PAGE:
Dodge Demon Top Speed Record

By SRT-Tom · Sep 29, 2019 ·
  1. SRT-Tom
    From the factory, the Dodge Demon SRT is speed-limited to 168 mph. That's because the drag radial tires equipped from the factory aren't designed to go any faster. But, when you remove the speed limiter using the car's second power control module from the Demon crate and swap on some more high-speed capable tires, it can go faster. Much faster.

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    This was first tested in February 2018, when a Demon owner took his car all the way up to 203 mph. in only 60 seconds, at the Johnny Bohmer Proving Grounds event in Florida. Recently, a different Demon attempted another top speed, and it went even faster, hitting a top speed of 211.227 mph.

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    This record was also achieved on the 2.7-mile-long Proving Grounds runway. Despite its big blocky fascia, massive air scoop, and heavy curb weight, the supercharged Demon pulled hard all the way from start to finish. In addition to removing the speed limiter, the power control module from the Demon crate allows the 6.2-liter motor to run on 100-octane race gas, bringing output from 808 horsepower to 840. All this power is necessary to overcome aerodynamic drag. Top speed all boils down to a mathematical formula:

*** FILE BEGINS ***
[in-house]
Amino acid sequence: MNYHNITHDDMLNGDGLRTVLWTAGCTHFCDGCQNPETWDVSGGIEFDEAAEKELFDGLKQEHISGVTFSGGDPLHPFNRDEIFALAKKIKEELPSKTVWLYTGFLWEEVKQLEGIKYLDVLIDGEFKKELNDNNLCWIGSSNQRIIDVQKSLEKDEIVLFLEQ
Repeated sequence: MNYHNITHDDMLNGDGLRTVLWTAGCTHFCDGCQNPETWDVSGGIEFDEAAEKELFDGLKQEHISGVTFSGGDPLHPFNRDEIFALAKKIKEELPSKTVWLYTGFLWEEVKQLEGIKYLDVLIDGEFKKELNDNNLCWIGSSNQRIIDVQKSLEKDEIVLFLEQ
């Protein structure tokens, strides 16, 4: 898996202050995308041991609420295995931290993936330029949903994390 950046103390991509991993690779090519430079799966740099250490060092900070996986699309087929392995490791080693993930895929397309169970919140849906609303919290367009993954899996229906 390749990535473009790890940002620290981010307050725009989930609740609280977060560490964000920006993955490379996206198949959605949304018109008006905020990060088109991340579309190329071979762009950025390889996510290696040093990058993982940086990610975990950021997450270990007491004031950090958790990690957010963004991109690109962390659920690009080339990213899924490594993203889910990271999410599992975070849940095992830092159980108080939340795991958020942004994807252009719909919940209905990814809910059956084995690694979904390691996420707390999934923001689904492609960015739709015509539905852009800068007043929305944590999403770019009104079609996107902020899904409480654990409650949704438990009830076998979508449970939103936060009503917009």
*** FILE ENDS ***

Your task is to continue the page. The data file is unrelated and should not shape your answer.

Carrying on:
The force due to drag goes up with the square of the speed of the moving object. In short, if you want to go twice as fast, you need to overcome four times the force from drag.

    It's only towards the end of the run that Demon stopped accelerating hard, but if the car were given enough room, It may even squeeze out another mph or two.


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    After seeing runs like this, it's clear the Demon is more than just a fantastic quarter-mile car.

    https://www.roadandtrack.com/new-cars/a27031798/dodge-challenger-srt-demon-top-speed-211-mph/

    This feat is all the more impressive because the retro styling of the Challenger does not have the sleekest aerodynamic body. In fact, extensive wind tunnel testing was necessary to make the necessary design tweaks, so that the original 2008 Challenger would remain stable at high speeds. Check out this designer interview:



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